In her speech, Mrs Wang also raised the example of the (at that time) big telecommunications company Nokia, which she formerly worked for. The company did not take in to consideration her research on the preferences of people in connection with mobile phones, in which she found out through qualitative research that consumers had begun to prefer more sensory touchscreen phones. The company ignored this information and some years later they faced collapse with the introduction of sensory phones to the market. So conducting only purely data-driven analysis based merely on big data is not enough in order to come up with an effective decision that all the parties will eventually benefit from.
As can be seen, the people’s intuition and emotions also have a great impact on the decisions they make, including which phone to own, which car to drive, which dress to wear, and even which partner to sign a contract with.
Although it is primarily believed that emotions may have a negative impact on decision-making processes and, indeed, our overall behaviour, in some cases they have intrinsic meaning and add extra value to the overall decision made, for example based on our former experiences, including emotional ones.3
We have conducted an online survey on whether men or women tend to rely more on their intuition and emotions while taking decisions. The results were obvious, since women are more often inclined towards taking decisions based on their intuition and, as they say, when a woman asks you a question, they most probably already intuitively know the answer.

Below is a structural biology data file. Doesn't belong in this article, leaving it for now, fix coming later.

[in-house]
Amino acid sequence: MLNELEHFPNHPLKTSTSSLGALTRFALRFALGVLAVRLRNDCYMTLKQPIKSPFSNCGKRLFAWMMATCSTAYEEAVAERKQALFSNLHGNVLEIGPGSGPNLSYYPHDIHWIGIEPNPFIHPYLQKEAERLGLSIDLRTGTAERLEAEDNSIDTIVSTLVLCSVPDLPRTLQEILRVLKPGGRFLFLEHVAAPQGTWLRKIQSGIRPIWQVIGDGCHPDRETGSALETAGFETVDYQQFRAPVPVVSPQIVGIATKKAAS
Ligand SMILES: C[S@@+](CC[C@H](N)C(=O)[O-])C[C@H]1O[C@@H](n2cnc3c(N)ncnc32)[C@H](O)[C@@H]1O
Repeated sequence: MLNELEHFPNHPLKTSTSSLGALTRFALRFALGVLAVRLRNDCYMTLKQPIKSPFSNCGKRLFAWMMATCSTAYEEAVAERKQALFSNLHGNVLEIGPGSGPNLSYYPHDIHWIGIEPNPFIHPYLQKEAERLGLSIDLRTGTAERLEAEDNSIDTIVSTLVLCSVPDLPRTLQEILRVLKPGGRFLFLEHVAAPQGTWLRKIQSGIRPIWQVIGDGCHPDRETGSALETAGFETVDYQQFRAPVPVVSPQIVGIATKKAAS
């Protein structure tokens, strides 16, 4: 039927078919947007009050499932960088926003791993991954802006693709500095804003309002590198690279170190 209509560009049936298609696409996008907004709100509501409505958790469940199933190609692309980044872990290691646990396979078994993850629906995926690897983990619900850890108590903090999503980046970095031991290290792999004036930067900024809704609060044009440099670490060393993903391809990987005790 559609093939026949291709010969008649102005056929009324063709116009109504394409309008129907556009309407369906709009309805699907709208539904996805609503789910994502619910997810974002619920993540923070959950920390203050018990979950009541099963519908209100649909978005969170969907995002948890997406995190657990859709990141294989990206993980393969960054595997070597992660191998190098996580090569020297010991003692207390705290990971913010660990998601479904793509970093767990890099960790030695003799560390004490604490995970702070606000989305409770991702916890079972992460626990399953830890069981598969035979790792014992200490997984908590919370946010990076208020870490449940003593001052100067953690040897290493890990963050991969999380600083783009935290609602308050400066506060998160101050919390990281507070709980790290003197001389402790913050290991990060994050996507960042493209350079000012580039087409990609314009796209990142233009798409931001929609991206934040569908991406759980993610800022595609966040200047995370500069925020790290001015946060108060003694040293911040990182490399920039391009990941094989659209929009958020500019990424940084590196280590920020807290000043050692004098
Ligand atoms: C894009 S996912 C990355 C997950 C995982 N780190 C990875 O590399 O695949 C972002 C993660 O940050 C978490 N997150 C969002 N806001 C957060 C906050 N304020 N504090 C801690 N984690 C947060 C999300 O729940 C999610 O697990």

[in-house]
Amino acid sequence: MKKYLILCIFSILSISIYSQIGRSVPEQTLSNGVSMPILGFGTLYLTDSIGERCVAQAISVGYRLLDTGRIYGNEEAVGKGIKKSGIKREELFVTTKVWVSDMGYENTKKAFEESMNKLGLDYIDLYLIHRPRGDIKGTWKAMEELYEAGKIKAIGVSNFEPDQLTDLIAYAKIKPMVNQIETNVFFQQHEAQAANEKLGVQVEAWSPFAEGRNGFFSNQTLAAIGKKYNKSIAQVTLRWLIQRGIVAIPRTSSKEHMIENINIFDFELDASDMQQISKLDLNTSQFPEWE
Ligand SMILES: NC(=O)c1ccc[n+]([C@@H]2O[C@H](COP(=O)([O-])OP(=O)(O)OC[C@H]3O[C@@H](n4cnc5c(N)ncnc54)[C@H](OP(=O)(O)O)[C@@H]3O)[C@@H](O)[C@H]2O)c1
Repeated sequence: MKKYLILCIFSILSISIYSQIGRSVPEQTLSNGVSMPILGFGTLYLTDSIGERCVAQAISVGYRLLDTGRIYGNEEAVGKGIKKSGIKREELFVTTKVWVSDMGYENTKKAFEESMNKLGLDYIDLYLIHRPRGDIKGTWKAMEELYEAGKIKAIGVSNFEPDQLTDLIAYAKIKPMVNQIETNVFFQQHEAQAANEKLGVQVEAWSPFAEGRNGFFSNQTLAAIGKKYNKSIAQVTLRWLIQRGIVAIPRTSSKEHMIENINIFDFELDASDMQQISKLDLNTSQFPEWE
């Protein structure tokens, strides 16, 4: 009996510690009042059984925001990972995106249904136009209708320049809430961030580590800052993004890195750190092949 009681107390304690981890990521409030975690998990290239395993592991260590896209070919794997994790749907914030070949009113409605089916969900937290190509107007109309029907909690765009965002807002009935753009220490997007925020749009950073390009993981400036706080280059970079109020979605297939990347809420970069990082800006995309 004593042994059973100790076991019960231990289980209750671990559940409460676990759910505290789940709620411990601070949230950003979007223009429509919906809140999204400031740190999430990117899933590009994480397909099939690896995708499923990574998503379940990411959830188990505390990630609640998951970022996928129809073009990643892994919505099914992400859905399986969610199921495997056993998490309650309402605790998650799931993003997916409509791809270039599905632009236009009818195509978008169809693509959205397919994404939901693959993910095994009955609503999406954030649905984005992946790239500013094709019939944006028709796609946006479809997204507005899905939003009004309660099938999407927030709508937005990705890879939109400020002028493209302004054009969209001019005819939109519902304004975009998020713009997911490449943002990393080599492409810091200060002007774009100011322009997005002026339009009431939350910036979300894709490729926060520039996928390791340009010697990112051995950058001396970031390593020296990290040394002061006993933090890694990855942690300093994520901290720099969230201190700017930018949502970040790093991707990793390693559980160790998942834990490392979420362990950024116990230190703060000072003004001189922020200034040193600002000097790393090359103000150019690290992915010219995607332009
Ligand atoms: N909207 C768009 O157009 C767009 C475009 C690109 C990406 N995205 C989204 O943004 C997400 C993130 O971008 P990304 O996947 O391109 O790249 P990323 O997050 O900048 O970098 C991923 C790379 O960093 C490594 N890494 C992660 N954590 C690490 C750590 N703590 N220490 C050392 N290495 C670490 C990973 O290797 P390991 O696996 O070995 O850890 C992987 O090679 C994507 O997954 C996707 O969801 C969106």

The results of the above diagram can be explained by the fact that we women tend to make decisions based more on our intuition and gut instinct (though there may be exceptions and differences, since we also differ in the nature of our personality) as the right side of our brains, which is responsible for creativity, emotions, intuition, and feelings, is more developed than that of males. Men are more rational beings in essence and mostly make decisions based on pure facts and rational reasoning, since their left side of the brain, which is responsible for rationality, logic, reason, de-factoring, etc., is more developed than others, according to psychology.
Nonetheless, we should note that in her works on the emotions, Dr Anna Rostomyan argues that emotionality and rationality go hand in hand and should not be viewed in contrast, but rather in comparison. By continually cooperating with one another, emotionality and rationality complement each other and provide essential information to one another, forming the basis of the harmonious interflow of our higher cognitive processes.6